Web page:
The leaders of Israel not only did nothing to help those who suffered, they did not care. They used their wealth and power to serve their own opulence. The important thing is not just being on the right track, but staying ahead of the train. There was a steam locomotive coming down that track of affluence that Israel was not expecting (6:8). “God is love” (1 John 4:8), but God is also hate (Amos 6:8). Love and hate are not opposites, but two sides of the same coin called “caring.”

Great tragedies are best understood in terms of how they affect a single family (6:9-10). Rich and poor alike will lose their homes (6:11).

Amos asked two stupid questions: “Do horses run on rocks? Does one plow the sea with oxen” (6:12)? Of course not! But equally foolish was Israel’s efforts at retirement ( 6:12-13). Lo-debar and Karnaim were towns Israel seized from Syria. “Lo-debar” in Hebrew means “nothing.” The ancient joke is lost in translation. Israel was rejoicing in nothing. They thought their military victories were testimonies to their own strength. They had a surprise coming (6:14).

Ultimately, everyone gets what he or she wants. In heaven before the throne of God, John says, “his servants shall serve him” (Rev. 22:3). Those who want to serve God will continue doing that for all eternity. And those who do not want to serve him will be condemned to an eternity without purpose or meaning.

Sermon Seven
God’s Word Seen and Heard
God’s word comes to us in different ways: sometimes on stone tablets, sometimes in loud words from heaven, sometimes in a still small voice, sometimes in dreams and visions, sometimes from a whirlwind, a burning bush, and a donkey’s mouth. Of all the ways God communi­cates to us, the most interesting is object lessons. God takes a familiar object and gives it special meaning. In the sixth sermon of Amos found in chapters seven and eight of his book, he used four object lessons to show us God’s patience and persistence.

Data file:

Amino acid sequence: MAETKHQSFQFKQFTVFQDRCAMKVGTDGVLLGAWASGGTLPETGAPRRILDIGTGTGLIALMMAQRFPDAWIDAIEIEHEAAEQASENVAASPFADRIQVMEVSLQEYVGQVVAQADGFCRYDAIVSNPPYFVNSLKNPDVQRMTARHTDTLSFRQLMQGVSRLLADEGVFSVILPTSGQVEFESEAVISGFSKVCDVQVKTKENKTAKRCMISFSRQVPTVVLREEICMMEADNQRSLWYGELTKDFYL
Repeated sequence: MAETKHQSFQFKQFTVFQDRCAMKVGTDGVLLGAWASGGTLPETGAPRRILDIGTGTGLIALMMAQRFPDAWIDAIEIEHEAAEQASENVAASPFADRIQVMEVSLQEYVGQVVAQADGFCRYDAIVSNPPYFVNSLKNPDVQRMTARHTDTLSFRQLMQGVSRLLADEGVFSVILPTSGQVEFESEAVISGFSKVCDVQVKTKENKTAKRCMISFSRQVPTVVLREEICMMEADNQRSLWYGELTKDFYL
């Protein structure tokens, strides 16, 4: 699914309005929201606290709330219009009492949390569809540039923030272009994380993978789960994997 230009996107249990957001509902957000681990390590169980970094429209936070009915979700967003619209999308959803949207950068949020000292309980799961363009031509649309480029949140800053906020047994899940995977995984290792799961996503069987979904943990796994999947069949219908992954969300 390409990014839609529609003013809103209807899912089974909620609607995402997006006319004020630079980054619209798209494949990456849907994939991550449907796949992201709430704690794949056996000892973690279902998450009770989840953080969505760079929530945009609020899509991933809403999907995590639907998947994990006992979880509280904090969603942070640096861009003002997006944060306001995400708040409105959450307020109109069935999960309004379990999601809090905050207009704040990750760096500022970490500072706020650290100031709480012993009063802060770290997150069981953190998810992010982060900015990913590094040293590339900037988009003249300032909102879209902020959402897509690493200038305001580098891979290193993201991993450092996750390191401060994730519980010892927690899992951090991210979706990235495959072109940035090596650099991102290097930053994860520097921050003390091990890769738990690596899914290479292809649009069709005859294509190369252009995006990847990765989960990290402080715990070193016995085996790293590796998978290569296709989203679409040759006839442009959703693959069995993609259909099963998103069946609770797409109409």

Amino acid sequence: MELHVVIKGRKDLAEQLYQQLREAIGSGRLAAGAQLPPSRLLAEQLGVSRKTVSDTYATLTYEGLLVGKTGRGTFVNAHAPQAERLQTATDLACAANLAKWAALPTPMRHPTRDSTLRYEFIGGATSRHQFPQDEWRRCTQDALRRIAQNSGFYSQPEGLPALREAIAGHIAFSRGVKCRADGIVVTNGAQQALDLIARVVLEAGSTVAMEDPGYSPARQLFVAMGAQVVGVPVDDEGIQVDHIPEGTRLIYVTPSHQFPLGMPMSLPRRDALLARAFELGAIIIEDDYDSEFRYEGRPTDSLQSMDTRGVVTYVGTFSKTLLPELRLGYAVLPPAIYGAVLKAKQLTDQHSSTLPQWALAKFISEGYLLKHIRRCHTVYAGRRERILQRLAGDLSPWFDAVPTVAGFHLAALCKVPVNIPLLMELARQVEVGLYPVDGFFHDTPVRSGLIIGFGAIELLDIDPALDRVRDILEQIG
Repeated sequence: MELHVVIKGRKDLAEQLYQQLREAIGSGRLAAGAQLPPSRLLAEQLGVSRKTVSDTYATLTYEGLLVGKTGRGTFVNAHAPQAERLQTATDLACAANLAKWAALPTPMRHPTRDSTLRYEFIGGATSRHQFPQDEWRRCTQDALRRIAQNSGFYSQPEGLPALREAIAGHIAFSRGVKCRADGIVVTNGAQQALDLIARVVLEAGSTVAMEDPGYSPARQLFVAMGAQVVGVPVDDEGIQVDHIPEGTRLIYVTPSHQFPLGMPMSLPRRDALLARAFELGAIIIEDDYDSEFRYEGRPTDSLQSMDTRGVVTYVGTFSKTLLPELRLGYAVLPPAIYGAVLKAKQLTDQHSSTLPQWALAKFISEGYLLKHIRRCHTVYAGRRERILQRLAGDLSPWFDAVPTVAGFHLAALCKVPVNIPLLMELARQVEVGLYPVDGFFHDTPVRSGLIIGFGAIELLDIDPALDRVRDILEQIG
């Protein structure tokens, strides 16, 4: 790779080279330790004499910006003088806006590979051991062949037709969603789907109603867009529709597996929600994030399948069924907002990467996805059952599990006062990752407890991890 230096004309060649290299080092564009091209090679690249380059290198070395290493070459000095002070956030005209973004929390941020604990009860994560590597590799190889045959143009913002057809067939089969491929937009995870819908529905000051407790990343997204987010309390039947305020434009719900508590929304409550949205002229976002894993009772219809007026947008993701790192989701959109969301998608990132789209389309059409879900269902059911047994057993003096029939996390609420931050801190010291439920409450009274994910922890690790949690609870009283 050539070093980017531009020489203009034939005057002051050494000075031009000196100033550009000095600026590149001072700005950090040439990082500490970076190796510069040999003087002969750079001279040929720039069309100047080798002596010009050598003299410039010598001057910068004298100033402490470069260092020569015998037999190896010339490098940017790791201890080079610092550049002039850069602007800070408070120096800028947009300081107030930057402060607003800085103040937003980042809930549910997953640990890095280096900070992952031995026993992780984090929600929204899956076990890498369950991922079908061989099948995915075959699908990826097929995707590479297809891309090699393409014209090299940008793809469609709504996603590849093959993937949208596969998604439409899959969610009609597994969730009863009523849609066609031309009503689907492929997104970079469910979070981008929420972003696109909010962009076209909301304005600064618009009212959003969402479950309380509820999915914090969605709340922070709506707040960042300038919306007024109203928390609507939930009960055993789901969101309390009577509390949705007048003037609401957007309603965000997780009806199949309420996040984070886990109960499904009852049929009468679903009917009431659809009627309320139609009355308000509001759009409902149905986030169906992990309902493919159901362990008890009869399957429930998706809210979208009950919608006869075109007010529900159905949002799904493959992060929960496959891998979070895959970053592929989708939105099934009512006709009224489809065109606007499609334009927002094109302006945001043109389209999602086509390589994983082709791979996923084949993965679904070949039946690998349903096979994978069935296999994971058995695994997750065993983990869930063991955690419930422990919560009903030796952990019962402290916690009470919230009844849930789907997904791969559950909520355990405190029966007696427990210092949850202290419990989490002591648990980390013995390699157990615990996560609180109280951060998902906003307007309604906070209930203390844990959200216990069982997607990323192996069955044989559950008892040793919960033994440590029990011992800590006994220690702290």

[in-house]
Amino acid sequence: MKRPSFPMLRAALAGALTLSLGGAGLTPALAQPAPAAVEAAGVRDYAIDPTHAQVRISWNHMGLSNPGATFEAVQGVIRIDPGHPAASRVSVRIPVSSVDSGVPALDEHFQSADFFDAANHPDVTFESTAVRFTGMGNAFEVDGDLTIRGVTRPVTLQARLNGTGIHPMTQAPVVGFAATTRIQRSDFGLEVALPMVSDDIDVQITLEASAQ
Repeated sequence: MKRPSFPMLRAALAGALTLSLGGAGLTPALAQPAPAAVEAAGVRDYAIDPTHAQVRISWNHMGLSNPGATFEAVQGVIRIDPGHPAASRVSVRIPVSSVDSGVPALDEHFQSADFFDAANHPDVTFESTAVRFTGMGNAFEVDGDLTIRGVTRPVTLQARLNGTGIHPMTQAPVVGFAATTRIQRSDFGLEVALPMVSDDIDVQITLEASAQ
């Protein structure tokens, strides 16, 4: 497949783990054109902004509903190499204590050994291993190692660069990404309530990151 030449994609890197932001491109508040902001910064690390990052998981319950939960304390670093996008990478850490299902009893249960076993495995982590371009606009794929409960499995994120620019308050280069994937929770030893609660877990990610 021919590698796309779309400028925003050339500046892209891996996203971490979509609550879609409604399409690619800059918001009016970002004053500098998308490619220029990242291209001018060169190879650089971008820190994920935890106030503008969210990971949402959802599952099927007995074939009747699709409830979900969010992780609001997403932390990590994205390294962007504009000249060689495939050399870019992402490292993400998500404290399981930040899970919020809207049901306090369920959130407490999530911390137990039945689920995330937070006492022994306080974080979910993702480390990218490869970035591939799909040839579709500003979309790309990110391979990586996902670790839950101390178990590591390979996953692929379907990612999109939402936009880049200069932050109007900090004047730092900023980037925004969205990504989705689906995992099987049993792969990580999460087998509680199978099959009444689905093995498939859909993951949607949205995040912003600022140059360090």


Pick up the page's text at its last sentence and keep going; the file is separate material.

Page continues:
Note: One way to add excitement to the sermon would be to preach it using similar visual aids. The local Agriculture Department could probably provide a poster of some pest equivalent to the Middle Eastern locust. A lighted candle would illustrate fire. A carpenter could lend a plumb line. A basket of ripe fruit could decorate the altar. Such a display would trigger curiosity and increase comprehension and retention.

Locusts (7:1-3)

The king received the first crop and the people the later ones, if there were any (7:1). In this case, there were not. God sent locusts to eat the latter growth. After the locusts finished eating the crop, Amos prayed, “O Lord GOD, forgive, I beg you! How can Jacob stand? He is so small” (7:2). Amos’s prayer showed another side of him. He was no “hell-fire and brimstone” preacher who took delight in the damnation of the wicked. He was a compassionate friend who grieved over the afflic­tion of God’s covenant people.

Amos begged forgiveness not because the sin was small, but because the sinners were small. They were overwhelmed by a swarm of insects. You can easily crush a locust between your fingers, but when they get together, they can devastate crops. Likewise, it is not the big obvious sins that ruin your life, but all the little compromises that eat away at your character.